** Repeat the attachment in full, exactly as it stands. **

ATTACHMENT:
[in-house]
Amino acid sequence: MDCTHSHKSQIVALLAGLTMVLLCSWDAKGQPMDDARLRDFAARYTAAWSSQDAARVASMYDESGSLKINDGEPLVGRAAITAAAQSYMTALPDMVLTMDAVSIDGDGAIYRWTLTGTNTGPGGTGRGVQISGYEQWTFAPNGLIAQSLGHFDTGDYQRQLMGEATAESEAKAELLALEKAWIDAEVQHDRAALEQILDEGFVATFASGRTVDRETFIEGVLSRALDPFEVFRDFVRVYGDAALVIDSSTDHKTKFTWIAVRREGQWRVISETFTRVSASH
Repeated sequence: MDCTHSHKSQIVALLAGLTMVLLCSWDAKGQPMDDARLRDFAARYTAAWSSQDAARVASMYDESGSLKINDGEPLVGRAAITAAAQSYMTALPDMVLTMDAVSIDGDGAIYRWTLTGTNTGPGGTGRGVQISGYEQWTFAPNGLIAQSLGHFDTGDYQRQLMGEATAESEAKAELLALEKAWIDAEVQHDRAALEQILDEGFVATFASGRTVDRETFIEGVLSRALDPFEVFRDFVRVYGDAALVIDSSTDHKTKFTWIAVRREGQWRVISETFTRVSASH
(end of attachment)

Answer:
[in-house]
Amino acid sequence: MDCTHSHKSQIVALLAGLTMVLLCSWDAKGQPMDDARLRDFAARYTAAWSSQDAARVASMYDESGSLKINDGEPLVGRAAITAAAQSYMTALPDMVLTMDAVSIDGDGAIYRWTLTGTNTGPGGTGRGVQISGYEQWTFAPNGLIAQSLGHFDTGDYQRQLMGEATAESEAKAELLALEKAWIDAEVQHDRAALEQILDEGFVATFASGRTVDRETFIEGVLSRALDPFEVFRDFVRVYGDAALVIDSSTDHKTKFTWIAVRREGQWRVISETFTRVSASH
Repeated sequence: MDCTHSHKSQIVALLAGLTMVLLCSWDAKGQPMDDARLRDFAARYTAAWSSQDAARVASMYDESGSLKINDGEPLVGRAAITAAAQSYMTALPDMVLTMDAVSIDGDGAIYRWTLTGTNTGPGGTGRGVQISGYEQWTFAPNGLIAQSLGHFDTGDYQRQLMGEATAESEAKAELLALEKAWIDAEVQHDRAALEQILDEGFVATFASGRTVDRETFIEGVLSRALDPFEVFRDFVRVYGDAALVIDSSTDHKTKFTWIAVRREGQWRVISETFTRVSASH